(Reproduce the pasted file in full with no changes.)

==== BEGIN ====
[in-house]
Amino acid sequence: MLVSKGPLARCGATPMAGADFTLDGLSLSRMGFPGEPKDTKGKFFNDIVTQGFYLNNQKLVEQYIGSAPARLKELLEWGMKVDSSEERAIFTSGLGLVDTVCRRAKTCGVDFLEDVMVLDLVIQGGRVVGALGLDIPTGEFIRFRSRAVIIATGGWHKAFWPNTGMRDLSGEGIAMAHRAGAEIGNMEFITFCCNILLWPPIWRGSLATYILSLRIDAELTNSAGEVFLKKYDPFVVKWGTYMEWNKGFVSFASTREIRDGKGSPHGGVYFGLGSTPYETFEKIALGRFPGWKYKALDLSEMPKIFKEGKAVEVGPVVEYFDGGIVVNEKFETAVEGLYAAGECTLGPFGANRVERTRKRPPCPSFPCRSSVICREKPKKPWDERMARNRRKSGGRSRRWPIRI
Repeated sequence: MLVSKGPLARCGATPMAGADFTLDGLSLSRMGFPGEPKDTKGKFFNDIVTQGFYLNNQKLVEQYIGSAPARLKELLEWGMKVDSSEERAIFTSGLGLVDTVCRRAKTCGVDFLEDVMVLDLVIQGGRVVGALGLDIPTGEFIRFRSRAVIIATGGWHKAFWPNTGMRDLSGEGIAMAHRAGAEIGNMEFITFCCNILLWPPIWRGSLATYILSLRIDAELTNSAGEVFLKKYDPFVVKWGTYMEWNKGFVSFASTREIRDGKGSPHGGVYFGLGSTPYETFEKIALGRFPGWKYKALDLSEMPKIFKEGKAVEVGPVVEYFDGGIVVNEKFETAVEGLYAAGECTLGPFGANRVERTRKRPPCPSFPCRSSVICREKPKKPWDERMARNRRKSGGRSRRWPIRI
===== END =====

[in-house]
Amino acid sequence: MLVSKGPLARCGATPMAGADFTLDGLSLSRMGFPGEPKDTKGKFFNDIVTQGFYLNNQKLVEQYIGSAPARLKELLEWGMKVDSSEERAIFTSGLGLVDTVCRRAKTCGVDFLEDVMVLDLVIQGGRVVGALGLDIPTGEFIRFRSRAVIIATGGWHKAFWPNTGMRDLSGEGIAMAHRAGAEIGNMEFITFCCNILLWPPIWRGSLATYILSLRIDAELTNSAGEVFLKKYDPFVVKWGTYMEWNKGFVSFASTREIRDGKGSPHGGVYFGLGSTPYETFEKIALGRFPGWKYKALDLSEMPKIFKEGKAVEVGPVVEYFDGGIVVNEKFETAVEGLYAAGECTLGPFGANRVERTRKRPPCPSFPCRSSVICREKPKKPWDERMARNRRKSGGRSRRWPIRI
Repeated sequence: MLVSKGPLARCGATPMAGADFTLDGLSLSRMGFPGEPKDTKGKFFNDIVTQGFYLNNQKLVEQYIGSAPARLKELLEWGMKVDSSEERAIFTSGLGLVDTVCRRAKTCGVDFLEDVMVLDLVIQGGRVVGALGLDIPTGEFIRFRSRAVIIATGGWHKAFWPNTGMRDLSGEGIAMAHRAGAEIGNMEFITFCCNILLWPPIWRGSLATYILSLRIDAELTNSAGEVFLKKYDPFVVKWGTYMEWNKGFVSFASTREIRDGKGSPHGGVYFGLGSTPYETFEKIALGRFPGWKYKALDLSEMPKIFKEGKAVEVGPVVEYFDGGIVVNEKFETAVEGLYAAGECTLGPFGANRVERTRKRPPCPSFPCRSSVICREKPKKPWDERMARNRRKSGGRSRRWPIRI